Another thing is having a sit down dinner with the family. Special treat, I even "invite" one of my sons whose out on his own to come over for a special meal. Every one loves this - gives us a chance to pray together, too (most important of all). "And please help Carla to get her story finished . . ." Story? That's plural, mind you.

Katie's crock pot idea is excellent.

I've also been brainwashing the family for years. If you interrupt me when I'm in the middle of something and then keep begging, reminding, standing there, it's going to take so much longer. I just have to make sure I'm not always seeming to be "unavailable" to them. Real important, because they are most important. They were my babies first. And if the house is messy and it looks like I'm overwhelmed. Guess what? I am. So help. A good friend once told my husband, "if the dishes not being done bothers you, do them." And he does. And I write on.

Most importantly I have been learning the secret of God's timing. I have to remain diligent in my endeavors to become published, while remembering that it is not a race. It's the pace the counts.

Connie Brzowski said...

When writing, I can get lost in wordplay for 10-12 hours without moving. Bad on the back, not to mention various other body parts. Preparing dinner means standing up, moving around. It saves the backside from certain doom.

My family's cries for dinner reconnect me to home life in a way nothing else can. It's my job. The bookshelves go undusted, the dog hair piles up unmolested, but dinner's on the table in the usual manner.

Kathleen Popa said...

Katie, you're right: the crockpot is basic writing equipment, right next to the computer and the thesaurus. The thing I love best about it is that I can throw a hunk of meat and some veggies in there in the morning when I'm getting breakfast, and by dinnertime, I'll come downstairs to a house that smells like someone's been hard at work taking care of me. If I've also thought to set up the bread machine, that walk down the stairs will be pure exaltation.

Carla and Connie, you both made me laugh. Even before the crockpot, before even the computer in a list of writing essentials comes a loving, understanding family. I'm so grateful for mine.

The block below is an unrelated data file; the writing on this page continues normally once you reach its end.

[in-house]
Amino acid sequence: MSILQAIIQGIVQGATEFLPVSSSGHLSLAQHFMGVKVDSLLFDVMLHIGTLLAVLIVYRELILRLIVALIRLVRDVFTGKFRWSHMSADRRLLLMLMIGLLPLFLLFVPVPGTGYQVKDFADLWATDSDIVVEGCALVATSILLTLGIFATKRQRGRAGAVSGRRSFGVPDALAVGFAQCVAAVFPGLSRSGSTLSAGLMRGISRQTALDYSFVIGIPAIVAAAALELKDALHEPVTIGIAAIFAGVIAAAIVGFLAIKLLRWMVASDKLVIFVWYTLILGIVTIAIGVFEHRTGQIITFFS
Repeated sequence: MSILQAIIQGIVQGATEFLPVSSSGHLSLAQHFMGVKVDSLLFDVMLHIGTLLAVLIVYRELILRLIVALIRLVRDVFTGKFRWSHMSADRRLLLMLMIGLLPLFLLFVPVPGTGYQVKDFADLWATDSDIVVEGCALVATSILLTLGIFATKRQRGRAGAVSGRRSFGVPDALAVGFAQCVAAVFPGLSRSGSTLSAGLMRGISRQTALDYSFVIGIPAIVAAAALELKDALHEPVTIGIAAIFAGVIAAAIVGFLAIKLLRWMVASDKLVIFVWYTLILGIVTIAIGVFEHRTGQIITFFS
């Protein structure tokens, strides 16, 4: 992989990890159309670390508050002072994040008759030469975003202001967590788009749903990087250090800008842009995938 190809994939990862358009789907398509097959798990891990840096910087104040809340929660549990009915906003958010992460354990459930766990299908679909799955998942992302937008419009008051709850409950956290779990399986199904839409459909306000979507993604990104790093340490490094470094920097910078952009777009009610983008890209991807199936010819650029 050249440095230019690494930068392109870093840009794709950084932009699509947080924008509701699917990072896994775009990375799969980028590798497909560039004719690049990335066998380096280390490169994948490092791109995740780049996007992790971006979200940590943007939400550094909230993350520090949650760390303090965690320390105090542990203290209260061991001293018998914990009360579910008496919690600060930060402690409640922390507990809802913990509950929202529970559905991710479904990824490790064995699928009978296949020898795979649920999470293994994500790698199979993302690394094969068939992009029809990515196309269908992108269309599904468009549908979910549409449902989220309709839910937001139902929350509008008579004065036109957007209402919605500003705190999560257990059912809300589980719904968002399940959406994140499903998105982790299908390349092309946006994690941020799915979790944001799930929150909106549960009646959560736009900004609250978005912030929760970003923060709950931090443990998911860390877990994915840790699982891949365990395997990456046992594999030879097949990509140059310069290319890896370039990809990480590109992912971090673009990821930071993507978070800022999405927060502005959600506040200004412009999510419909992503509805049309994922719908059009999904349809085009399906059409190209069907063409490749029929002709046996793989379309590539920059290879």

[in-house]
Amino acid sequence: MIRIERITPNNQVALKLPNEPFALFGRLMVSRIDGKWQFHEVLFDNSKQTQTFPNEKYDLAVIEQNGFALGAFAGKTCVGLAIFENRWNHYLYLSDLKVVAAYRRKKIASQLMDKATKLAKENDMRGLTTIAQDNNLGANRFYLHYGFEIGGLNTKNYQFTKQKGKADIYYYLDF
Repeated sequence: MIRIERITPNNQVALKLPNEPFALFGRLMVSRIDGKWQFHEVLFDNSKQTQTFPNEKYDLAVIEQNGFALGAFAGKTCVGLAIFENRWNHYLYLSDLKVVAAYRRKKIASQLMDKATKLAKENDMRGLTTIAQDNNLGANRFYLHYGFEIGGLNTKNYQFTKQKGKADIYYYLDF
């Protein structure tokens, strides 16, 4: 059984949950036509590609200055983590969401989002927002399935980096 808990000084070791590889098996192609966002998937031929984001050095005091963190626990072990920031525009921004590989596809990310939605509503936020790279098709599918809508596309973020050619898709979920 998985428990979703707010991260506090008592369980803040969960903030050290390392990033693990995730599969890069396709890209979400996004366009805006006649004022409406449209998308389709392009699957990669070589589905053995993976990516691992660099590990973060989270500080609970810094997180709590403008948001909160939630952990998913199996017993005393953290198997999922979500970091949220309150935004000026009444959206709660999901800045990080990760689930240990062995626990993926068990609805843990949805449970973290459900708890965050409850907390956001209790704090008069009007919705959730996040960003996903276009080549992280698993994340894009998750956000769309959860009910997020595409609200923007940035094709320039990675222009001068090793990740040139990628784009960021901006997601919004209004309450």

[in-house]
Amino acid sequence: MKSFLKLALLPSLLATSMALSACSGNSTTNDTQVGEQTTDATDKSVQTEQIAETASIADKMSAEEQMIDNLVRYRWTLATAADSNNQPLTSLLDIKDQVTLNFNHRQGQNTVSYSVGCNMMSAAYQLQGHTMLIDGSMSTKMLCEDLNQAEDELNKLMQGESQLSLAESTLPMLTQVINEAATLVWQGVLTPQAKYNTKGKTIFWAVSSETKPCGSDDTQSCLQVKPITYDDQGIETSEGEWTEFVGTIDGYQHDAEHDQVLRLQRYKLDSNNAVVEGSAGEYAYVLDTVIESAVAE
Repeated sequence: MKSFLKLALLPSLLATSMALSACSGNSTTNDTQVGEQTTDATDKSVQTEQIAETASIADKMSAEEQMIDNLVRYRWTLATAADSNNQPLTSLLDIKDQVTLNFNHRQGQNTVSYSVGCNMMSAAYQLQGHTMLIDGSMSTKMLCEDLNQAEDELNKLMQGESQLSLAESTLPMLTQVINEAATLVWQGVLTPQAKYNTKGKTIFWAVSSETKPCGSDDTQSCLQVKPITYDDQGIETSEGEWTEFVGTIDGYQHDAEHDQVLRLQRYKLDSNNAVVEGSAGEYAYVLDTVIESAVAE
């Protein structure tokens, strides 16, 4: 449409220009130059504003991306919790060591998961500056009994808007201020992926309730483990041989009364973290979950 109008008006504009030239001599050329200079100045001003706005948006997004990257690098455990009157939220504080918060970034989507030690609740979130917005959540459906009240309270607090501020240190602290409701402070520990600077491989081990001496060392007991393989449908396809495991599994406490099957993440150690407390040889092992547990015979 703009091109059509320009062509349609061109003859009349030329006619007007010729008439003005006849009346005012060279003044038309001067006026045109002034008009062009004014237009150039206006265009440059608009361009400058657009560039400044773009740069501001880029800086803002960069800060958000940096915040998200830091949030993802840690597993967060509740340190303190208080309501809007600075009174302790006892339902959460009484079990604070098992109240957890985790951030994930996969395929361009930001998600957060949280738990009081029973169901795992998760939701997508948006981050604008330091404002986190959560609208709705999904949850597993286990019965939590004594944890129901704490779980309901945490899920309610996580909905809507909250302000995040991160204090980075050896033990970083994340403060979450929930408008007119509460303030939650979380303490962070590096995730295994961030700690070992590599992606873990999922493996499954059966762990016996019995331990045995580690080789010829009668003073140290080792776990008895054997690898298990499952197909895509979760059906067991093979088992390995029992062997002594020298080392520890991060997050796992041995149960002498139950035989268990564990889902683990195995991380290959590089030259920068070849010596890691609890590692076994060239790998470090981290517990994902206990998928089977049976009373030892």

Wendy Lawton said...

I'm not going to talk about staying healthy or having balance in my life-- especially since I stayed up all night meeting a deadline.

But I do want to talk about Raising Rain (the book Novel Matters readers have a chance to win if they but leave a comment). I love this book! You've taken an era we don't often see as a setting and made it come alive. The interplay between the characters is so real-- so complex.

I'm recommending this one to everyone.

Nichole Osborn said...

Honestly I don't get the luxury of being lost in my writing for hours at a time. Between homeschooling, Boyscouts, gymnastics, and a few other activities I'm fortunate if I get an hour a day. But when I was writting my last MS, there were days when I would forget to plan dinner and my husband or oldest son would call for pizza.

Samantha Bennett said...

I was yelling "Yes!" at my poor computer screen as I read this article. :) I've written manuscripts before, but my current one is straight up keeping me awake night!

After reading comments from you wise ladies, I plan to dust off the crockpot from our wedding registry and put it to use. :)

Debbie Fuller Thomas said...

Katy, I think we should do a post on how to avoid gaining weight as writers. But when I'm on a deadline, the thing I miss doing the most is cooking. I love to cook comfort food from scratch. I don't use a Cuisinart - it's very therapeutic to chop those veggies by hand. But what's a writer to do? I'll admit that it's too easy to eat out when I'm on deadline. With no kiddies at home, it's easy to fall.
Wendy, thanks for the nod to my book!

Nicole said...

I have no answers. The house is the last thing to get my attention. It's easy to feed my small (adult) family--they're so flexible. And I rediscovered my Crockpot recently wondering why I'd ever put it away.

Carla Gade said...

Ladies, misery loves company and I'm so glad I'm not alone in my housekeeping and overeating woes!

Janet said...

Ratatouille! I can't believe I haven't made any yet this summer.

It's good cold with a little lemon juice and olive oil on hot summer days, BTW.

I have absolutely no advice on how to balance writing and "real" life. If I ever figure it out, I'll write a book about it.